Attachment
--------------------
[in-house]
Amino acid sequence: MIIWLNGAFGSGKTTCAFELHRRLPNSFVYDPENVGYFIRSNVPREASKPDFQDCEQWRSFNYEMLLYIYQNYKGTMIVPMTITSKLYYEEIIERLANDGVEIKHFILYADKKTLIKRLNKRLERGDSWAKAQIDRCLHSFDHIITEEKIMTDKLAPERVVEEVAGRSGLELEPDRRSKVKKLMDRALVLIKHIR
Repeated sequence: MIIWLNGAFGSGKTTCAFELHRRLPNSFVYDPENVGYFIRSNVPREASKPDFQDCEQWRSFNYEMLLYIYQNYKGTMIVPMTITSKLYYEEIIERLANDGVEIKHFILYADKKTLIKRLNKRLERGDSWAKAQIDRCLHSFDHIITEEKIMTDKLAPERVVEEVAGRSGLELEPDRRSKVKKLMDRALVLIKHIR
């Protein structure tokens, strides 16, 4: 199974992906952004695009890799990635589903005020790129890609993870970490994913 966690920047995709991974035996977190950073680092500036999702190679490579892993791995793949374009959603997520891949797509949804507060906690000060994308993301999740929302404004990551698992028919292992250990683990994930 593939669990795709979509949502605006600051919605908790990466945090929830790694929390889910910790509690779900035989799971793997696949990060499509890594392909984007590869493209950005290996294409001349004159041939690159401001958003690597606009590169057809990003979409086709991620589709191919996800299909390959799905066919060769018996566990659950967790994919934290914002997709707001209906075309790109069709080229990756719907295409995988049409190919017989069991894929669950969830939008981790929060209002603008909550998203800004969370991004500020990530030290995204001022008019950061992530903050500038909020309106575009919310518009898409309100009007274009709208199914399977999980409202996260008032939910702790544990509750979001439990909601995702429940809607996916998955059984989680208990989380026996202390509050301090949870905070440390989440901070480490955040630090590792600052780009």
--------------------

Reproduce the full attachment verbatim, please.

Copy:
[in-house]
Amino acid sequence: MIIWLNGAFGSGKTTCAFELHRRLPNSFVYDPENVGYFIRSNVPREASKPDFQDCEQWRSFNYEMLLYIYQNYKGTMIVPMTITSKLYYEEIIERLANDGVEIKHFILYADKKTLIKRLNKRLERGDSWAKAQIDRCLHSFDHIITEEKIMTDKLAPERVVEEVAGRSGLELEPDRRSKVKKLMDRALVLIKHIR
Repeated sequence: MIIWLNGAFGSGKTTCAFELHRRLPNSFVYDPENVGYFIRSNVPREASKPDFQDCEQWRSFNYEMLLYIYQNYKGTMIVPMTITSKLYYEEIIERLANDGVEIKHFILYADKKTLIKRLNKRLERGDSWAKAQIDRCLHSFDHIITEEKIMTDKLAPERVVEEVAGRSGLELEPDRRSKVKKLMDRALVLIKHIR
């Protein structure tokens, strides 16, 4: 199974992906952004695009890799990635589903005020790129890609993870970490994913 966690920047995709991974035996977190950073680092500036999702190679490579892993791995793949374009959603997520891949797509949804507060906690000060994308993301999740929302404004990551698992028919292992250990683990994930 593939669990795709979509949502605006600051919605908790990466945090929830790694929390889910910790509690779900035989799971793997696949990060499509890594392909984007590869493209950005290996294409001349004159041939690159401001958003690597606009590169057809990003979409086709991620589709191919996800299909390959799905066919060769018996566990659950967790994919934290914002997709707001209906075309790109069709080229990756719907295409995988049409190919017989069991894929669950969830939008981790929060209002603008909550998203800004969370991004500020990530030290995204001022008019950061992530903050500038909020309106575009919310518009898409309100009007274009709208199914399977999980409202996260008032939910702790544990509750979001439990909601995702429940809607996916998955059984989680208990989380026996202390509050301090949870905070440390989440901070480490955040630090590792600052780009």